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King's College London
As a member of the research-intensive Russell Group, King's is currently the largest centre for graduate and post-graduate medical teaching and biomedical research in Europe and is regarded as one of the leading multidisciplinary research universities in the world. It's known for its noted alumni and staff which include 12 Nobel laureates, and performs exceedingly highly in international rankings. It's graduates are highly sought after by business leaders, with the New York Times deeming them to be 22nd in the world in terms of quality of graduates.
Few cities in the world can match London as a place of culture or learning. There are more than 200 museums, over 800 art galleries and a third of all the UK's archives are housed in London. The city also boasts over 240 professional theatres, 800 cinema screens and 17,000 music performances taking place every year. And with over 6,000 restaurants there's something for all budgets and tastes.
QS World Ranking (2022)
Times Higher Education (2021)
Complete University Guide (2022)
Guardian League Table (2021)
Teaching Excellence Framework
Green Credentials (2019)
Young vs Mature
Male vs Female
King’s was founded in 1829 in response to the founding of University College London as a more religious, particularly Anglican, institution. King’s opened in 1831, very much in a similar academic guise to Oxford, with a chapel at the heart of its buildings, and subjects taught including Chemistry, English Literature and Commerce. The “University of London” was created in 1836 as a federation of universities consisting of University College London and King's College London with degree awarding powers.
King’s professors played a part in scientific and social advances of the nineteenth century, through extending higher education to women, the working class, and by offering evening classes. The university has merged with other institutions over the years such as the Institute of Psychiatry, United Medical and Dental Schools of Guys’s and St Thomas’ Hospitals and the Florence Nightingale School of Nursing and Midwifery.
Since 2007, degrees are awarded by the university rather than the University of London (UoL).
The structure of DNA was discovered in 1953 at King’s (along with Cambridge) by Rosalind Franklin and Maurice Wilkins, who was awarded the Nobel Prize in 1962.
The university is spread across five sites within London:
- As the founding campus of King’s it is located on the Strand in the City of Westminster, with its front overlooking the Thames. Most of the Schools of Arts & Humanities, Law, Social Science & Public Policy and Physical Sciences & Engineering are housed here. Amongst others, the campus combines the Grade 1 listed King’s Building of 1831 and the Byzantine Gothic College Chapel with the more modern Strand Building, completed in 1972. (Nearest underground stations: Temple, Charing Cross, Covent Garden).
- Guy’s Hospital in London Borough of Southwark, established in 1726, houses parts of King’s College London School of Medicine. Additionally, the site is home to the School of Biomedical Sciences and the Dental Institute. Close to London Bridge, on the South Bank, this is an increasingly fashionable area, with bars, restaurants and markets, such as Borough Market, one of the oldest wholesale fruit and vegetable markets, as well as Southwark Cathedral, Shakespeare’s Globe and the Tate Modern. Two of the main halls of residence are also nearby. (Nearest underground stations: London Bridge, Borough).
- The campus, across the river from the Strand, is home to the Florence Nightingale School of Nursing and Midwifery, parts of the School of Biomedical Sciences, part of the School of Social Science & Public Policy, part of the Dental Institute and the London Dental Education Centre, with buildings including the James Clerk Maxwell Building and the Franklin-Wilkins Building. The campus is next to London’s South Bank arts and cultural quarter, which include the National Film Theatre and BFI Southbank, the Royal Festival Hall, the Hayward Gallery and the National Theatre. (Nearest underground station: Waterloo).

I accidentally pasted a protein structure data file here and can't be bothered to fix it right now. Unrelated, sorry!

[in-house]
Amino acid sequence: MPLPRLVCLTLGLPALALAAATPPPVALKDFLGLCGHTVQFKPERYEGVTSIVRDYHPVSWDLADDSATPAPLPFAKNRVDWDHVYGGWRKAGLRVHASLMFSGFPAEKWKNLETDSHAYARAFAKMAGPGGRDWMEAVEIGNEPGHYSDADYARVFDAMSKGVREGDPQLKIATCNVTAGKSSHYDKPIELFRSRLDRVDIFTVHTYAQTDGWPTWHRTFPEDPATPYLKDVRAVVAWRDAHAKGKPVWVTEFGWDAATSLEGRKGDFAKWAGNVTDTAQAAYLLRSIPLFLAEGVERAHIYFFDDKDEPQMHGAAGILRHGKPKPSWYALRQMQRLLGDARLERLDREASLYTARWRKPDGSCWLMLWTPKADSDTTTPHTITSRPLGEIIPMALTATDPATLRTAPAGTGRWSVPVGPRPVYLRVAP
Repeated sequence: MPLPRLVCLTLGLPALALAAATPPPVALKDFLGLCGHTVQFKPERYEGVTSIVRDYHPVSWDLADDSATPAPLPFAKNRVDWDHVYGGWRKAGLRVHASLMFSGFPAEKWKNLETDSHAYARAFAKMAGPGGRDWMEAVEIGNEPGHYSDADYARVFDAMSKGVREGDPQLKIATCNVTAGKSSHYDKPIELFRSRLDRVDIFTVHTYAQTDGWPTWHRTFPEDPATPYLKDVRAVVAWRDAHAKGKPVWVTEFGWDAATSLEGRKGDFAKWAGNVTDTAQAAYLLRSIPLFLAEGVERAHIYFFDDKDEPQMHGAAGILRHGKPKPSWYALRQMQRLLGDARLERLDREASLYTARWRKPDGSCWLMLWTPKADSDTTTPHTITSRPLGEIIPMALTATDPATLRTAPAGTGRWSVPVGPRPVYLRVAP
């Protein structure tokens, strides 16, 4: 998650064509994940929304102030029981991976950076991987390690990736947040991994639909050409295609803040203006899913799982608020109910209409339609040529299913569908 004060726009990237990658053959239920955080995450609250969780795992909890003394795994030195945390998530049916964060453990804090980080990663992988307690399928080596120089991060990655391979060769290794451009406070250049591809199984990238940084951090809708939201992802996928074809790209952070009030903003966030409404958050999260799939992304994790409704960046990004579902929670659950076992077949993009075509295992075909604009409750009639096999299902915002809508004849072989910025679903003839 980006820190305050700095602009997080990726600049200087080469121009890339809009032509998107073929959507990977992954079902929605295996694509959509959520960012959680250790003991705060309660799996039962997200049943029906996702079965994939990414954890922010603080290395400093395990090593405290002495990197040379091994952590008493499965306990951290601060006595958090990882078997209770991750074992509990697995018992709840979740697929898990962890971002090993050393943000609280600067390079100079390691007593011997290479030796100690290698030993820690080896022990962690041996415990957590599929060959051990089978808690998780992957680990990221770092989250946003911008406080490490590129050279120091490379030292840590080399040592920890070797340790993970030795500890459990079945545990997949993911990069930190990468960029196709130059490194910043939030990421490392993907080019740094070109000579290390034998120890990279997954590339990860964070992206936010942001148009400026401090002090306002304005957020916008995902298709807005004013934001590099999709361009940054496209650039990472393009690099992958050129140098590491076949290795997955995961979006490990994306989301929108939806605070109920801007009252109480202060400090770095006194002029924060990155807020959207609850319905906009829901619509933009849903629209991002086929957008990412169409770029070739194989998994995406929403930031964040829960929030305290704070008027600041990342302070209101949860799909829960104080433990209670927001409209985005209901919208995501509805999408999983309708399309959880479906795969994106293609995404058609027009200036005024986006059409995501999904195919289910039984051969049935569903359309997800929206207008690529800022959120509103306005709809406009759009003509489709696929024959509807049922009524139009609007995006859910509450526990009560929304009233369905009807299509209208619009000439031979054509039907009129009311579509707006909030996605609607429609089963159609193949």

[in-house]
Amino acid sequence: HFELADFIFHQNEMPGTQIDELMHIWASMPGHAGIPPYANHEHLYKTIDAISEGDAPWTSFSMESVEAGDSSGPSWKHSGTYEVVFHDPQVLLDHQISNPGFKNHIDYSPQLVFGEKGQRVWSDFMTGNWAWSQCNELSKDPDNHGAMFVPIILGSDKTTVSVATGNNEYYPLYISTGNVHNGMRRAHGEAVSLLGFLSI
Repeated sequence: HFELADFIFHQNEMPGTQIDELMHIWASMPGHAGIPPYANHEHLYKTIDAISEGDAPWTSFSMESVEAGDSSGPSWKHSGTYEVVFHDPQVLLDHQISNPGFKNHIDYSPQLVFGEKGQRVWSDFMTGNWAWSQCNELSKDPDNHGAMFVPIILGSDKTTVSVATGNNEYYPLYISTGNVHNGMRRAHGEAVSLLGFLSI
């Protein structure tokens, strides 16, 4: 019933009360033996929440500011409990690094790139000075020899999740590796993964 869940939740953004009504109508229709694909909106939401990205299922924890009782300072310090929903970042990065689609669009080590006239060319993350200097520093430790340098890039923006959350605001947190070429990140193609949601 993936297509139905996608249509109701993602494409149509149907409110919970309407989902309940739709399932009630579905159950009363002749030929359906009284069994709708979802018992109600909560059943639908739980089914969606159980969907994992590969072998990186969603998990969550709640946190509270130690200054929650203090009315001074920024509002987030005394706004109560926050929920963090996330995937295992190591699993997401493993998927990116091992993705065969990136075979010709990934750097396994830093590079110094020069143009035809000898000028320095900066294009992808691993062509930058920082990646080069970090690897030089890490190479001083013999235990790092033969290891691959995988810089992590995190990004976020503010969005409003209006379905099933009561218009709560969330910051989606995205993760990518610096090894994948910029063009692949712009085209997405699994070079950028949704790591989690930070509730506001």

St Thomas’ Campus
- is located in the London Borough of Lambeth, facing the Houses of Parliament across the Thames and houses parts of the School of Medicine and the Dental Institute. (Nearest underground station: Westminster).
Denmark Hill Campus
- is home to the Institute of Psychiatry (graduate teaching only), and is south of London, straddling the borders of Southwark and Lambeth. Nearby is the Dulwich Picture Gallery, the oldest purpose-built public gallery in England and the Horniman Museum. (Nearest overground station: Denmark Hill).
- School of Arts & Humanities
- School of Biomedical Sciences
- School of Dentistry
- School of Law
- School of Medicine,
- School of Natural & Mathematical Sciences
- School of Nursing & Midwifery
- School of Social Science & Public Policy
In the 2014 REF 84% of the University's research was deemed world-leading or internationally excellent, up from 61% in the 2008 RAE. The University performed especially well in Law, which was ranked first in the country in terms of research; Education, which was ranked 2nd in the country for quality; Clinical Medicine, which was ranked 3rd in the country for quality; Psychology, Psychiatry and Neuroscience, which was ranked 2nd in the UK for power and obtained a 100% world-leading ranking for research environment; Politics and International Studies, which ranked first in the UK for power; Philosophy, which ranked 3rd in the UK for quality; and Communication, Cultural and Media Studies, which ranked first in the UK for power.
International & Industrial Opportunities
King's has more than 150 partner institutions in 30 countries across 5 continents, therefore there are plenty of opportunities for people to study internationally. The country you can study in depends on your department. There are also plenty of opportunities for a year in industry.
UK Students (2021/2022)
Scholarships & Bursaries
There are many scholarship opportunities open to a wide range of students looking to study at King's College London. Please refer to their website for more information.
The King's Living Bursary of up to £1,500 is available to students whose household income is £42,620 or less. There are other bursaries available via the University's website.
The College’s library facilities are spread across all five campuses. The collections encompass over one and a half million printed books, as well as thousands of journals, reference tools, statistical data, official publications, maps, music scores, multimedia resources, photographs and manuscripts. There are also individual and group study spaces at all libraries.